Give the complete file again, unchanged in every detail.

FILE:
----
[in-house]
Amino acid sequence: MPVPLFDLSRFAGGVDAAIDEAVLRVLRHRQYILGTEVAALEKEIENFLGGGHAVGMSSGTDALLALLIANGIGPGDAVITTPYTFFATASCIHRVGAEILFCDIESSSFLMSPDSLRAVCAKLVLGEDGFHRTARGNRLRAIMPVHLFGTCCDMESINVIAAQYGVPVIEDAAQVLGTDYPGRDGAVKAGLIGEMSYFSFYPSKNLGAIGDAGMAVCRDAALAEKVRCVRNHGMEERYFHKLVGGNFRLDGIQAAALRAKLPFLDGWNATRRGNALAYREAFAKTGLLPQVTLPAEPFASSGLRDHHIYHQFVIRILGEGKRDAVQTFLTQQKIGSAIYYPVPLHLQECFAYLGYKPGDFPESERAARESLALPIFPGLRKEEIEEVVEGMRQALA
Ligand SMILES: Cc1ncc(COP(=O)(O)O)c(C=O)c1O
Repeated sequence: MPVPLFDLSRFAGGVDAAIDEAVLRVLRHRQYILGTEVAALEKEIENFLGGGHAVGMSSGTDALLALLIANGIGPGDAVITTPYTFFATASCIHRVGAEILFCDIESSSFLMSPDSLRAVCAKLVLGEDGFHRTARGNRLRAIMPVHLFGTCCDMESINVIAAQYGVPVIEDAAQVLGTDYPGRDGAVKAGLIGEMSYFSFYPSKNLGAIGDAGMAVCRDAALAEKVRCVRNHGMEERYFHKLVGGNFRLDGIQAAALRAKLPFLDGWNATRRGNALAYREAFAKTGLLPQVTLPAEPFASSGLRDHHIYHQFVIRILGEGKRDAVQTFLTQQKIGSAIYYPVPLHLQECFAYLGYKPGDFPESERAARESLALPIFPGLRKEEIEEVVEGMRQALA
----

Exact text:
[in-house]
Amino acid sequence: MPVPLFDLSRFAGGVDAAIDEAVLRVLRHRQYILGTEVAALEKEIENFLGGGHAVGMSSGTDALLALLIANGIGPGDAVITTPYTFFATASCIHRVGAEILFCDIESSSFLMSPDSLRAVCAKLVLGEDGFHRTARGNRLRAIMPVHLFGTCCDMESINVIAAQYGVPVIEDAAQVLGTDYPGRDGAVKAGLIGEMSYFSFYPSKNLGAIGDAGMAVCRDAALAEKVRCVRNHGMEERYFHKLVGGNFRLDGIQAAALRAKLPFLDGWNATRRGNALAYREAFAKTGLLPQVTLPAEPFASSGLRDHHIYHQFVIRILGEGKRDAVQTFLTQQKIGSAIYYPVPLHLQECFAYLGYKPGDFPESERAARESLALPIFPGLRKEEIEEVVEGMRQALA
Ligand SMILES: Cc1ncc(COP(=O)(O)O)c(C=O)c1O
Repeated sequence: MPVPLFDLSRFAGGVDAAIDEAVLRVLRHRQYILGTEVAALEKEIENFLGGGHAVGMSSGTDALLALLIANGIGPGDAVITTPYTFFATASCIHRVGAEILFCDIESSSFLMSPDSLRAVCAKLVLGEDGFHRTARGNRLRAIMPVHLFGTCCDMESINVIAAQYGVPVIEDAAQVLGTDYPGRDGAVKAGLIGEMSYFSFYPSKNLGAIGDAGMAVCRDAALAEKVRCVRNHGMEERYFHKLVGGNFRLDGIQAAALRAKLPFLDGWNATRRGNALAYREAFAKTGLLPQVTLPAEPFASSGLRDHHIYHQFVIRILGEGKRDAVQTFLTQQKIGSAIYYPVPLHLQECFAYLGYKPGDFPESERAARESLALPIFPGLRKEEIEEVVEGMRQALA